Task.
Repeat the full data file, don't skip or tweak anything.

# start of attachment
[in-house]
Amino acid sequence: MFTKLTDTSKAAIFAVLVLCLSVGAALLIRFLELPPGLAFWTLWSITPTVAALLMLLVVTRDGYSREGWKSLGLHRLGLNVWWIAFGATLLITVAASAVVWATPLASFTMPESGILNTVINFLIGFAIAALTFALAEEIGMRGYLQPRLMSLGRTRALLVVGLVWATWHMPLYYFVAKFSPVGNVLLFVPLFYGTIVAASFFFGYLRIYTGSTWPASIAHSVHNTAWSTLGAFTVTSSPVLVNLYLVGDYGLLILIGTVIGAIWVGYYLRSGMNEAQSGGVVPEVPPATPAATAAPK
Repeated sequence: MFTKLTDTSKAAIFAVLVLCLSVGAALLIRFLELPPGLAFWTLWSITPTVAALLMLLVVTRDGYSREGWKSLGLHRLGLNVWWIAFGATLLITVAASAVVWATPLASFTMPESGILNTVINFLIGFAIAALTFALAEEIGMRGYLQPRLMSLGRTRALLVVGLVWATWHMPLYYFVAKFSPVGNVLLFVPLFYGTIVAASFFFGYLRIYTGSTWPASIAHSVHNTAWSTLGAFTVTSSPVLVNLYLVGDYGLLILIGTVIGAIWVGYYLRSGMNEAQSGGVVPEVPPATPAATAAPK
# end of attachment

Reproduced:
[in-house]
Amino acid sequence: MFTKLTDTSKAAIFAVLVLCLSVGAALLIRFLELPPGLAFWTLWSITPTVAALLMLLVVTRDGYSREGWKSLGLHRLGLNVWWIAFGATLLITVAASAVVWATPLASFTMPESGILNTVINFLIGFAIAALTFALAEEIGMRGYLQPRLMSLGRTRALLVVGLVWATWHMPLYYFVAKFSPVGNVLLFVPLFYGTIVAASFFFGYLRIYTGSTWPASIAHSVHNTAWSTLGAFTVTSSPVLVNLYLVGDYGLLILIGTVIGAIWVGYYLRSGMNEAQSGGVVPEVPPATPAATAAPK
Repeated sequence: MFTKLTDTSKAAIFAVLVLCLSVGAALLIRFLELPPGLAFWTLWSITPTVAALLMLLVVTRDGYSREGWKSLGLHRLGLNVWWIAFGATLLITVAASAVVWATPLASFTMPESGILNTVINFLIGFAIAALTFALAEEIGMRGYLQPRLMSLGRTRALLVVGLVWATWHMPLYYFVAKFSPVGNVLLFVPLFYGTIVAASFFFGYLRIYTGSTWPASIAHSVHNTAWSTLGAFTVTSSPVLVNLYLVGDYGLLILIGTVIGAIWVGYYLRSGMNEAQSGGVVPEVPPATPAATAAPK